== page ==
It's better to do something than nothing, especially if you start developing good habits with small steps. But those steps are only the beginning of the journey.

So it's very encouraging that the vast majority of Americans across all age groups are willing to stick with a strategy that calls for saving at least $100 a month, according to a new survey from CIT Bank. But the problem is that $100 a month is basically a toe in the water -- or more like baby steps toward saving enough for a secure future.

A chart shows that people are willing to save.

Data source: CIT Bank.

A resolution

CIT isn't saying that saving $100 a month will get anyone across the finish line when it comes to building an emergency fund or hitting their retirement goals. Instead, it's more about getting people to take the first step.

"From working out to staying organized, the most popular resolutions have one thing in common, their focus on forming a habit," said Ravi Kumar, CIT's Head of Internet Banking, in a press release.

The point of saving $100 a month is that you have to begin somewhere. It's reasonable to pick a manageable number and have that automatically move from your checking to a savings account each month, but that should only be a starting point.

Once you do that, it's important to actually figure out how much you should be saving. Doing that requires six steps:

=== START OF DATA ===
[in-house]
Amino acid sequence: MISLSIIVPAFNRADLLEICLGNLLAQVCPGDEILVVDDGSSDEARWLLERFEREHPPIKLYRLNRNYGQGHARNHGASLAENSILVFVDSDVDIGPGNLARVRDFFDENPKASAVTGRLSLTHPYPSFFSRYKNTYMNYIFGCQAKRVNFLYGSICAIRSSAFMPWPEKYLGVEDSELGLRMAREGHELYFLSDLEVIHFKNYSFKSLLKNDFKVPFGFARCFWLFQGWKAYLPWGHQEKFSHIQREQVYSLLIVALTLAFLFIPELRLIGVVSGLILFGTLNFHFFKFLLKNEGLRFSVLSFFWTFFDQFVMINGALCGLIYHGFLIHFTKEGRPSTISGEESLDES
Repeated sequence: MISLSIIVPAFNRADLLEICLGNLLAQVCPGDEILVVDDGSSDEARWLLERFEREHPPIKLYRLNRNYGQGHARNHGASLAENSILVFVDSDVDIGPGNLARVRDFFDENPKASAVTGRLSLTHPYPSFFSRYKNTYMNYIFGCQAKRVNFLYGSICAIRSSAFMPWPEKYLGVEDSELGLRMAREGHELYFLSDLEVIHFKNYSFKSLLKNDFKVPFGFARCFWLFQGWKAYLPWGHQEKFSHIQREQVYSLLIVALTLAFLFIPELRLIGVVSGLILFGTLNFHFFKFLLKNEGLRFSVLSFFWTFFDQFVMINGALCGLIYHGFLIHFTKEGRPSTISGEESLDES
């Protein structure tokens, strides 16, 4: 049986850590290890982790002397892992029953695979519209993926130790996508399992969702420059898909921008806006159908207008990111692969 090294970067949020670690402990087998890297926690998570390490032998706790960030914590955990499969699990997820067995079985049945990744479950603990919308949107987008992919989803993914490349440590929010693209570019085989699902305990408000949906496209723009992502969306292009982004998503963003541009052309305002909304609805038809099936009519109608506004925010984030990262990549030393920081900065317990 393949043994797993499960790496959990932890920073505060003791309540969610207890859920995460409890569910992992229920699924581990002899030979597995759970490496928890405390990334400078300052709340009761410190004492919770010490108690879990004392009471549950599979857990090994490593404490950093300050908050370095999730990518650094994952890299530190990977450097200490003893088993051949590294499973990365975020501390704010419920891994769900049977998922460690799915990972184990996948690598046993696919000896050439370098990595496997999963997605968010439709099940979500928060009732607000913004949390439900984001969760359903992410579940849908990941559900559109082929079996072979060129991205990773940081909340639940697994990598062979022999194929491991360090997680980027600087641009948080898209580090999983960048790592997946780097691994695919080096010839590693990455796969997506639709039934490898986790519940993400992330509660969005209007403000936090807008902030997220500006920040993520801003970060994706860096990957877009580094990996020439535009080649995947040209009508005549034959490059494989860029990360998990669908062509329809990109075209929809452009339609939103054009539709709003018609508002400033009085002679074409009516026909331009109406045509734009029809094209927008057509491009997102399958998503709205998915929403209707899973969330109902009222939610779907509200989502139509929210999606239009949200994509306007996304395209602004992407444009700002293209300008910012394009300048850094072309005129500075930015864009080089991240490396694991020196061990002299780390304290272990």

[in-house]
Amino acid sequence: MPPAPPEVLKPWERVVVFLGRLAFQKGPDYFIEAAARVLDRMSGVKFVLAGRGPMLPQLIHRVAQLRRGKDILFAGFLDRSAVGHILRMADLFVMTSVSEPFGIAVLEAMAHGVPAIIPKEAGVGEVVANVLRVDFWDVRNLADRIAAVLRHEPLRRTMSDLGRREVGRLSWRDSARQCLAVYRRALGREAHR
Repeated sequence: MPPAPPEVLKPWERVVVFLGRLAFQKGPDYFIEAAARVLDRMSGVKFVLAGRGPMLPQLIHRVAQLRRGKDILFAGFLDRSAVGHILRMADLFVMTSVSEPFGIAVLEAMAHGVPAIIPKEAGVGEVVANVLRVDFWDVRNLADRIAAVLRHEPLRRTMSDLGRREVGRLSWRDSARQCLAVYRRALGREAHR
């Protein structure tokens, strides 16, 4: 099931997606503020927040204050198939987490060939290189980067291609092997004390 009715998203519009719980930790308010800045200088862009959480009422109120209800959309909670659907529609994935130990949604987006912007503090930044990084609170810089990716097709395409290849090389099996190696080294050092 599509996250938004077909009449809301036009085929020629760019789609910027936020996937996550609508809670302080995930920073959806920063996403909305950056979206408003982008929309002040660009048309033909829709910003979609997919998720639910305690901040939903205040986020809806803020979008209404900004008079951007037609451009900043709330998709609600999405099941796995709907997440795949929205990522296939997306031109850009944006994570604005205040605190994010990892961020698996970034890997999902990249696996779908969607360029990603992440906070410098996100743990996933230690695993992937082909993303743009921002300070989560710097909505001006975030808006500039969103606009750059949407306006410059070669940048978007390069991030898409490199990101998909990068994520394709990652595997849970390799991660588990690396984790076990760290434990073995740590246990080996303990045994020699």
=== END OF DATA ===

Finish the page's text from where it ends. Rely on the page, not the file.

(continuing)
1. Know where your money is going. Be honest and work from big expenses like rent or mortgage, down through every dime that leaves your wallet each month.
  2. Set a budget. Knowing where you spend your money should help you identify easy areas to make cuts.
  3. Pay off any credit card or other high-interest debt.
  4. Figure out what you need for an emergency fund. In general, it's equal to six months of living expenses.
  5. Determine the delta between what you make and what you spend. If there's nothing left over each month, you have to make some changes.
  6. Figure out the beginnings of a plan for retirement savings. You will want to revisit that more formally once you have an emergency fund.

You have to be realistic -- it might take awhile to save six months of living expenses. During that time, you should also make sure you capitalize on low-hanging fruit like employer matches on 401(k) savings plans.

A piggy bank stis on top of a calculator.

Even a little bit of savings are a good start. Images source: Getty Images.

It takes sacrifice

To achieve your savings goals, you need a plan. And in most cases, you're going to need to make some sacrifices. Some of those might be minor -- maybe you notice an area where you are wasting money that's easy to fix -- but others are going to hurt.

A willingness to save is a starting point, but it's only that. To achieve your savings goals you may realize that you need to make some big changes. You might be spending too much on where you live or driving a car that's beyond your means.

To fix that, you have to know where the problem is -- which makes taking a financial inventory very important. It's also smart to recognize that it's better to make some sacrifices now than to get into real financial trouble because you have no savings. Anyone can get sick or lose a job. Planning for those possibilities can dramatically lessen the damage should they happen.